Next, make sure your String of Pearls plant gets its moisture. A decent drink every other week works, and the best way to determine if it's running dry is to check by inserting a popsicle stick or chopstick into the soil. Be careful when using your finger because brushing the plant could give you an irritating rash. If the container is dry after more than 2 inches, you'll know it's time to water. 

Be generous in your watering, but ensure adequate drainage because String of Pearls plants are susceptible to root rot if overwatered. If you're using a tray to soak or drain water, ensure that the plant doesn't sit in it for more than an hour.

And finally, these little creepers like it on the warm side — think spring leading into summer. Their sweet spot is somewhere between 65 and 75 degrees, although a few plant owners like to induce premature dormancy by lowering the thermostat another 5 degrees below the plant's preference. This action can produce impressive blooms come springtime.

Varieties of String of Pearls plants

The Spruce will tell you that String of Pearls plants are just one of the many plants renowned for their cascading leaves with distinctive shapes. All are related to the dandelion, and each one has an appearance to delight, bemuse, or intrigue the viewer. They include varieties like a String of Buttons, String of Hearts, String of Turtles, and String of Nickels. Some of the more popular relatives include:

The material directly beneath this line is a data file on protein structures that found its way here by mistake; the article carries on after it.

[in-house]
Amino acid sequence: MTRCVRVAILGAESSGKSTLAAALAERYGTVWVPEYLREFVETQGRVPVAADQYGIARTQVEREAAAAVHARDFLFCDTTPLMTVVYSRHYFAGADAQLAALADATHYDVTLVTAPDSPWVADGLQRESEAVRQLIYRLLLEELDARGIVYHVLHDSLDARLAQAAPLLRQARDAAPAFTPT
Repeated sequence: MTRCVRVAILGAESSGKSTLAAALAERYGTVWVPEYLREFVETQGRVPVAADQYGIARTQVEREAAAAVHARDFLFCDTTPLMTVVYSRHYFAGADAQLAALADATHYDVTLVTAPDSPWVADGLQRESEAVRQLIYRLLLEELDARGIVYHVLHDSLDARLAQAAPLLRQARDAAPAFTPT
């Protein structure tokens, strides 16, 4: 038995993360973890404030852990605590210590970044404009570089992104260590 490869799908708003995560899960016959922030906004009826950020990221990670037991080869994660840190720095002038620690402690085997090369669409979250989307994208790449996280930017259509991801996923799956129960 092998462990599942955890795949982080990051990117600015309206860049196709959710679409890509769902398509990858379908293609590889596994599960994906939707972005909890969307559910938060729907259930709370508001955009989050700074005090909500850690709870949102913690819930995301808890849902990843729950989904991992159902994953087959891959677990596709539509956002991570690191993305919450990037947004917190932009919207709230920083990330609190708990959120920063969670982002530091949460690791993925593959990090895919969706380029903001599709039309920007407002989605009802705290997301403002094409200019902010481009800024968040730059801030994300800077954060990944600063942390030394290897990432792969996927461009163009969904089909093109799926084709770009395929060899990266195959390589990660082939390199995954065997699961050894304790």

• Curio herreanus is known by the household names String of Beads or String of Watermelon. It's a trailing plant immediately identified by its spherical leaves with purple stripings, like a miniature watermelon. 

• Curio radicans don't trail as much as the String of Pearls, but their tendrils, shaped like bananas, have made them a favorite. You'll also see these plants referenced as String of Bananas or fishhooks.

• Curio citriformis is a varietal that's recognized by several distinctive features. For one, the plant produces little flowers of white to cheer up the space between the end of summer and winter's onset. Additionally, its chubby leaf shape earned it the nickname String of Teardrops; its stems are unusual, too, being both trailing and erect.